> our title:

X-47B Catapulted from US Navy Carrier

> original title:

A 'Watershed Event': Naval Air Forces Commander Calls X-47B Catapult Launch A Pivotal Milestone In Naval Aviation

(Source: US Navair Air Systems Command; issued May 14, 2013)


USS George H.W. Bush (AT SEA) --- The X-47B Unmanned Combat Air System demonstrator (UCAS-D) completed its first ever carrier-based catapult launch from USS George H.W. Bush (CVN 77) off the coast of Virginia today.

“Today we saw a small, but significant pixel in the future picture of our Navy as we begin integration of unmanned systems into arguably the most complex warfighting environment that exists today: the flight deck of a nuclear-powered aircraft carrier,” said Vice Adm. David Buss, commander, Naval Air Forces, the Navy's “Air Boss”.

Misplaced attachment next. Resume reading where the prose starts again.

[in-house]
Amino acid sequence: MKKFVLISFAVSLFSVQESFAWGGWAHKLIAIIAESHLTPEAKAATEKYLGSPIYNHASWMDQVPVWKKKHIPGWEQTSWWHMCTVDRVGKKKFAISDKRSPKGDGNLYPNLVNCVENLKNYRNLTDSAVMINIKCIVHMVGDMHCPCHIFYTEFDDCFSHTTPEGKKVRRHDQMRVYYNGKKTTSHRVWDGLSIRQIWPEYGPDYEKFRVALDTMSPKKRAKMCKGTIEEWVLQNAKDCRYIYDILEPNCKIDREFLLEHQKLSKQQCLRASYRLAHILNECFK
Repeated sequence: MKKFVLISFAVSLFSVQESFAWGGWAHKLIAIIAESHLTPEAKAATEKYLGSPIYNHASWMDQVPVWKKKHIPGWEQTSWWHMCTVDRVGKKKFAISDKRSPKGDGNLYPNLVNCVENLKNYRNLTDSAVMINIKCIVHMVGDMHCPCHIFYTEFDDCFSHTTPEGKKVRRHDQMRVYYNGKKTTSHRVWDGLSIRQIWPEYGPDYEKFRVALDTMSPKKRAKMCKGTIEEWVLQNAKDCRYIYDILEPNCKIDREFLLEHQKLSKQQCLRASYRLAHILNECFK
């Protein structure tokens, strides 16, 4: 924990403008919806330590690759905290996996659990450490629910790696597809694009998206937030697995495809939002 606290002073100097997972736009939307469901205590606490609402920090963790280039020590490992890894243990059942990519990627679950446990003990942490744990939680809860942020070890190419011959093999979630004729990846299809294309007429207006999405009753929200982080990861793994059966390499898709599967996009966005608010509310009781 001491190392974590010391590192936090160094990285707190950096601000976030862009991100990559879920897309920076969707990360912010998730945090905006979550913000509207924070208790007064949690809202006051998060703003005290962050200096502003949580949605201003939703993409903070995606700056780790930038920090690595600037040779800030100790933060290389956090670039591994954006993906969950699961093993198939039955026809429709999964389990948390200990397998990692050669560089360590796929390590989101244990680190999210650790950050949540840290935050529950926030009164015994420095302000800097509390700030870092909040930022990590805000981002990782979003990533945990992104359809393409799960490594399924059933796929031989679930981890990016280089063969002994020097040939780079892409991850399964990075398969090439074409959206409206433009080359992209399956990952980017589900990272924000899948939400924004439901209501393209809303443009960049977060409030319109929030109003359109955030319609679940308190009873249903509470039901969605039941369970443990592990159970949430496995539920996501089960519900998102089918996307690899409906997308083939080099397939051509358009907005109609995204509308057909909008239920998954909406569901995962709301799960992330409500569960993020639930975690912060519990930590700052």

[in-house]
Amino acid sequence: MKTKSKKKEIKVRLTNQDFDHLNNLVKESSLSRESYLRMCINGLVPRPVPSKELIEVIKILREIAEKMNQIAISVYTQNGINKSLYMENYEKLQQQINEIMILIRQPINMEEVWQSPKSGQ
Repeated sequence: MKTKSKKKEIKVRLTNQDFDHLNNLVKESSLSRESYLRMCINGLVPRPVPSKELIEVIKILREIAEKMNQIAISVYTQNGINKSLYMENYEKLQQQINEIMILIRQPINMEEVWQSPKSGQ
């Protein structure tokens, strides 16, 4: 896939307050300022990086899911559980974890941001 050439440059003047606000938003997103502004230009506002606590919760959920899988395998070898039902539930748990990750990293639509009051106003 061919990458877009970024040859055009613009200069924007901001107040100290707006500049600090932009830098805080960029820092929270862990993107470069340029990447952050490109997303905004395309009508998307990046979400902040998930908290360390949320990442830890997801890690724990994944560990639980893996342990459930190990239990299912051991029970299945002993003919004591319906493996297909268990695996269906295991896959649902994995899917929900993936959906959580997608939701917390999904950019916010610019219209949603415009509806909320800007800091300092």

The unmanned aircraft launched from the deck of George H.W. Bush at 11:18 a.m. It executed several planned low approaches to the carrier and safely transited across the Chesapeake Bay to land at Naval Air Station Patuxent River, Md., after an approximately 65-minute flight.

Buss called the launch a "watershed event" in naval aviation and said he expects that decades from now, a future "Air Boss" will have a picture of the X-47B launching from Bush behind his or her desk just as he has a picture of aviation pioneer Eugene Ely's first-ever landing on the deck of a ship in 1911 behind his desk today.





Completing another important first for the UCAS-D program, the team demonstrated the ability to precisely navigate the X-47B within the controlled airspace around an aircraft carrier at sea and seamlessly pass control of the air vehicle from a “mission operator” aboard the carrier to one located in the Mission Test Control Center at NAS Patuxent River for landing.